The western slave trade ran its course for 400 years and put approximately 12.5 million people into slavery. Yet at this very moment roughly 25 million people are caught in forced labor and sex trafficking.

Humans have never lacked imagination when it comes to oppression. The 25 million modern slaves in the world today include the unpaid brick kiln worker in India, the Uighur Muslim picking cotton in Xinjiang, the underage Mexican immigrant forced into prostitution by cartel members in Arizona, and the unpaid laborer burning charcoal in a remote Brazilian rain forest. The common thread across these scenarios is the use of force, fraud, or coercion to keep victims under control and extract profit. This is the defining feature of human trafficking, and the two major forms recognized in the United States are forced labor and sex trafficking. Fortunately, these heartbreaking, uncivilized practices no longer go unnoticed. Sweeping advancements have been made over recent decades toward the eradication of modern slavery.

Despite the overwhelming magnitude of the problem, contemporary responses to modern slavery are characterized by unparalleled consensus and collaboration. This is one of the rare places where political differences are (rightly) set aside in the name of prioritizing the vulnerable. Interagency cooperation is at an all-time high in the United States. The question of how to combat modern slavery is seeping into high-politics, prompting foreign policymakers to think more creatively about how to achieve multiple objectives.

Across the globe, the number of anti-trafficking organizations has exploded, and these groups offer a range of services to victims that governments are ill-equipped to provide. The financial sector is finally starting to wake up to pervasive slave labor in international supply chains—labor that generates $150 billion in profits annually. Supply-chain slavery is a looming frontier, one closely connected to the horrors of state-sanctioned forced labor. Yet this past year has been one of increased pressure on flagrant violators, such as China.

In the 1990s, many countries did not have anti-trafficking laws on their books. But today nearly every country in the world has at least some kind of domestic anti-trafficking legislation in place. This is a critical step—law that does not exist cannot be enforced. Speaking of which, the number of convictions has generally been increasing over the last two decades. The pandemic translated into backsliding on law enforcement indicators but prompted swift innovations in the technologies and techniques used to track down traffickers

As laws made their way onto the books, certain countries exhibited dramatic improvement in their compliance with the widely accepted anti-trafficking minimum standards outlined in the United Nations Palermo Protocol. Some of the more unlikely characters out of the 28 countries listed as fully compliant include Colombia, Georgia, Guyana, Namibia, the Philippines, and Bahrain. Singapore, situated in an epicenter for trafficking, is another notable achievement. Remarkable periods of progress also occurred in Nicaragua, Belarus, Bolivia, the Dominican Republic, the Philippines, and Mexico, though several of these countries are now backsliding.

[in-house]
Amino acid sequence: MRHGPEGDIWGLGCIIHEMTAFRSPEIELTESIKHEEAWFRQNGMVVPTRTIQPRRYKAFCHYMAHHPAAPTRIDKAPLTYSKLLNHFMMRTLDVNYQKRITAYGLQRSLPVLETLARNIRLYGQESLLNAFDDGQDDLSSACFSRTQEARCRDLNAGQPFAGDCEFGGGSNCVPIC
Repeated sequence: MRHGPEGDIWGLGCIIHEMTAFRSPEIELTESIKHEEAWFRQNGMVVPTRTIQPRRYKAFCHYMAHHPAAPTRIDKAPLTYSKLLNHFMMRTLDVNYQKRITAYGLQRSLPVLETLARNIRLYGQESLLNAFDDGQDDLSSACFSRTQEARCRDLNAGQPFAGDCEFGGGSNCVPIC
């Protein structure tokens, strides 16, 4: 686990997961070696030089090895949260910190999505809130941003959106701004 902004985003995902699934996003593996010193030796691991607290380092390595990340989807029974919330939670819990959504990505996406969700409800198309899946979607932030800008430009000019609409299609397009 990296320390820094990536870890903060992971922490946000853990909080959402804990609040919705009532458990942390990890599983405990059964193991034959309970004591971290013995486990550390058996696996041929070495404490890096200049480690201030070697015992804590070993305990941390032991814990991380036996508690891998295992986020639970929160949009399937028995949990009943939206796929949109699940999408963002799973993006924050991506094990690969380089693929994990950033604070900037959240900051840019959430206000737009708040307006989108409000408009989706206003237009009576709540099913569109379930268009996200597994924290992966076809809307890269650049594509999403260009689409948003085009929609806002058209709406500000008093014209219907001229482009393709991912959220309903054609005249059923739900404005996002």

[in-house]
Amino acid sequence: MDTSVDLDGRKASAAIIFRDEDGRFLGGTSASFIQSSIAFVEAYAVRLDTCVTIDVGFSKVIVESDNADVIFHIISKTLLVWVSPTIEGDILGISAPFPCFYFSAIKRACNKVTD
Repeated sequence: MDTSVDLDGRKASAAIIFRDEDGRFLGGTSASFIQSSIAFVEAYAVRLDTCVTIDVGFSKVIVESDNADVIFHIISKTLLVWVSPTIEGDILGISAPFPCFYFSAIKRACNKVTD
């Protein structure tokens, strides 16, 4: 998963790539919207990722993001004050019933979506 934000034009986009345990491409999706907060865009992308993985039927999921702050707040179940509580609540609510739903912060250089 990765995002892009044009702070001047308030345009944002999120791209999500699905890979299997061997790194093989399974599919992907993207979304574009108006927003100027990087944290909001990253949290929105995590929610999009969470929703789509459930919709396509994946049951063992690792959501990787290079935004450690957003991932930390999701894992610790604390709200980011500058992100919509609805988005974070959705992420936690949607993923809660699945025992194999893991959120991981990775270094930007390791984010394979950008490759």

The chief cause for these improvements is the coercive diplomacy strategy deployed by the United States Department of State. Nicaragua, for example, became the Central American leader on anti-trafficking from 2010–14 shortly after the US threatened it with sanctions for noncompliance with international anti-trafficking standards. Mexico permitted tremendous foreign influence in its national anti-trafficking legislation and gave Immigration and Customs Enforcement (ICE, the agency responsible for upholding US anti-trafficking laws) liberty to come in and execute a wide range of law enforcement programs. Mexico allowed for these openings in exchange for economic and security partnerships. Even Russia gained traction in the 2000s, thanks to national anti-trafficking laws pushed through the Duma as a means to alleviate American pressure.

Time and time again, countries improve only when the US tells them to improve. This is not because all other governments are apathetic, or because anti-trafficking groups are failing. Rather, it is because modern slavery boils down to a political will problem. Elites usually need materialistic incentives and penalties to get them to act, and the US is the player armed with these tools. Broad coalitions of governments, international institutions, and civil society groups complement American enforcement, but coercion is often the spark needed to jump-start advancements.

What undermines headway on anti-trafficking? A lack of American credibility. One need only to look at recent, shocking events in Arizona where ICE permitted its agents to repeatedly receive sexual acts from trafficking victims under the guise of building a case. The agency’s unwillingness to properly reprimand the dishonorable cluster of low-level agents is the kind of blow that could cut the bottom out of continued American leadership on anti-slavery. More broadly, the US must safeguard the potency of her coercive diplomacy approach. Successful application of strategy depends on holding noncompliers to account and maintaining the material power needed to leverage recalcitrant governments.

Evil has swept every corner of our world. The modern slavery problem illustrates this reality like none other. But the good news is that even on the slavery front we see a glimmer of hope, a foretaste of the perfect justice promised when Christ arrived in a stable over two thousand years ago. Everything hidden will one day come to light. In the meantime, let us continue to strive to provide mankind with a dim reflection of the justice we all long for.